You know a great example of someone who had a controversial theory that was finally accepted was this fellow who discovered Mesa Verde which was the earliest human site in Chile (in southernmost Chile) . At first people said he was making it up and didn’t believe him, but he did the research properly and invited colleagues down there to the site to see it and after a while his theory was accepted. See he did things properly and was rewarded when his theory was finally accepted. These other nutty fellows make silly press conferences and base their theories on a single piece of evidence or no evidence at all (when asked about their evidence it is usually shoddy or non-existant).

    Many of those scholars are partly just under the impression that some new ideas will cost them their jobs. In reality you can usually just put forward a new theory in a peer-reviewed journal (or Biblical Archaeological Review), and it will be critiqued by your peers anonymously (or openly in BAR) and they will tell you what they think and maybe what can be improved. Like when my Professor, Cline (who I sincerely hope isn’t reading this), submitted his theory on the origin of the Israelites for peer review, he didn’t have any fear about doing so and merely considered it to be something of an editorial process. So I think some of these guys might just have the idea in their heads that they will be cast out for a new idea. It’s really only radical, offensive theories that would get someone tossed out.

    Sorry if this post is a bit disjointed, it is rather late here. If you want an actual genuine example of when scholars were afraid for their jobs and reputations, the Moses Shapira Scrolls are a prime example (upon doing extensive research on the subject from every source that wrote about them and coming to the conclusion that the scholars at the time (late 1800s) were relying upon the assement of the scrolls by a single person who personally hated Shapira).

  30. Great post! The quote from Billy Madison was an especially nice touch.

  31. Hi,

    I’ve been reading the responses to my post and I’m amazed how none of you get it. Most of you sound like frustrated wannabes, who delight in your own “scholarship” and just heap personal scorn on any individual who makes a difference, without actually addressing a single substantive point. Bob asks for one archaeologist who backs Simcha. The fact is that Professor Gabriel Barkay was at the press conference and he was quoted as being “critical” of Greenhut and company, calling the nails “common” and “forgettable”. He said that nothing in archaeology is “forgettable”. And he was very critical of these “experts losing the nails”!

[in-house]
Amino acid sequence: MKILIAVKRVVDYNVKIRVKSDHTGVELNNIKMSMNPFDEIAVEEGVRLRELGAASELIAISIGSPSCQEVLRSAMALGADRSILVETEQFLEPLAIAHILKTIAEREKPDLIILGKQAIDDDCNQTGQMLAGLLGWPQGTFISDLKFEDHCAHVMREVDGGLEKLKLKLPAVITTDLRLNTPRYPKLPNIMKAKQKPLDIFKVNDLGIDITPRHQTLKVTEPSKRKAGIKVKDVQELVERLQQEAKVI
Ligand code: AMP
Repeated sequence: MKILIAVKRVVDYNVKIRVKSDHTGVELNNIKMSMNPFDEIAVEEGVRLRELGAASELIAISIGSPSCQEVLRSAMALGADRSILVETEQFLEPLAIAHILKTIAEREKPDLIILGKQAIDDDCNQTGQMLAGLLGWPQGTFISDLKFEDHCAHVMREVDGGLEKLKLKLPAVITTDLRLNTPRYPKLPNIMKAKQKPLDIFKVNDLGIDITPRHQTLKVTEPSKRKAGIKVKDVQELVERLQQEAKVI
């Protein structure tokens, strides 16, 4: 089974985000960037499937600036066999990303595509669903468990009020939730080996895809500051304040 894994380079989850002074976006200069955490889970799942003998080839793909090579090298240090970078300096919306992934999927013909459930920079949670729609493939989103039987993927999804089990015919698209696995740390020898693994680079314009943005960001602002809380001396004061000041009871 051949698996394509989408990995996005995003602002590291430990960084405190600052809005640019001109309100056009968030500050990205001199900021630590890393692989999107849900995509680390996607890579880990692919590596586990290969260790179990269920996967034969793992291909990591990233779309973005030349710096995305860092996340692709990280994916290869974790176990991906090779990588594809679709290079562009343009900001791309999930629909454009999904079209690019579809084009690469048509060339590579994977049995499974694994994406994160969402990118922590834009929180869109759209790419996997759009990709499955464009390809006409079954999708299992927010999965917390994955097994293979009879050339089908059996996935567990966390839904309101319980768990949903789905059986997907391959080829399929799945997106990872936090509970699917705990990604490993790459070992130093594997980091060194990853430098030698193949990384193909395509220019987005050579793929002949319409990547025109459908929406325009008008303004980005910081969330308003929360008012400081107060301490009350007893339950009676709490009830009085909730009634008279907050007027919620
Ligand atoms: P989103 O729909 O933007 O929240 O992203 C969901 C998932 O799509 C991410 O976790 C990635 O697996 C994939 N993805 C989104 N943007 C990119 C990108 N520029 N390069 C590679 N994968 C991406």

As for Joe Zias, when Simcha does link up with an archaeologist – the head of a department at Hartford University – Prof. Richard Freund, he goes personally after him as well. I don’t know where you guys studied science but you should start reading some mathematical journals or physics journals, and you will see that it’s OK to create a hypothesis and build a module on it. But it’s not OK to personally attack.


  32. i’ll let someone else handle the response to this one.

  33. Nicole, Freund, the one who found John the Baptist at Qumran (with his head) and Atlantis, is not an archaeologist; he poses as one but has no credentials and little creditability. This is why he advises Simcha, few today will work with either; in time there are looking like Three Cups of Tea….

  34. Watched it last night. Pretty convincing case. At the end of the day, I don’t see how the guys who lost the nails can be the good guys and the guy who found the nails such a bad guy.

  35. lol. ok. if that convinced you, i’ve know a nigerian business man who wants to send you 10,000,000 u.s. dollars…

  36. […] of an InstitutionOn the CADRobert Cargill @ XKV8R: The Official Blog of Dr. Robert R. Cargillno, simcha, you didn’t find the ‘nails of the cross’ of christ (a week before east…ScienceThe LeadEvolution for MuslimsJerry Coyne @ Why Evolution Is TrueWhere on Earth did language […]

  37. Haven’t experienced this much televised suspense since Geraldo Rivera opened Al Capone’s Vault! It was amazing to watch the investigative prowess it took to rediscover a tomb that hadn’t been located for TWENTY years! But the real moment of truth was the shocking revelation that the nails from the tomb had “rounded” heads (…or maybe triangular). Surely, these must be the nails of the crucifixion!

  38. Brilliant work again exposing this man and his work. It appears that he is untrustworthy for other articles to. I did one blog on the Lost Tomb (alledged) of Christ [] but what was really lost were the facts. Nicely done.

  39. […] find is bunk, of course, and XKV8R does a fairly good job explaining why. But isn’t it interesting that the scams Chaucer […]

  40. […] documentary deal to capitalize on their latest “discovery” as so many pseudoscientists, archaeological hucksters, amateur ark hunters, and relic seeking religious zealots do before scholars can critique and […]

  41. Please notice that Nicole Austin is Jacobovici’s assistant. Not much real controversy for her.

  42. […] find is bunk, of course, and XKV8R does a fairly good job explaining why. But isn’t it interesting that the scams Chaucer […]

  43. This is freakin HILARIOUS!!!!….

  44. […] nails with which Jesus was crucified. Each time, biblical scholars and archaeologists have rightly pointed out the assumptions and misinterpretations of evidence behind these claims. Curiously, this fixation on […]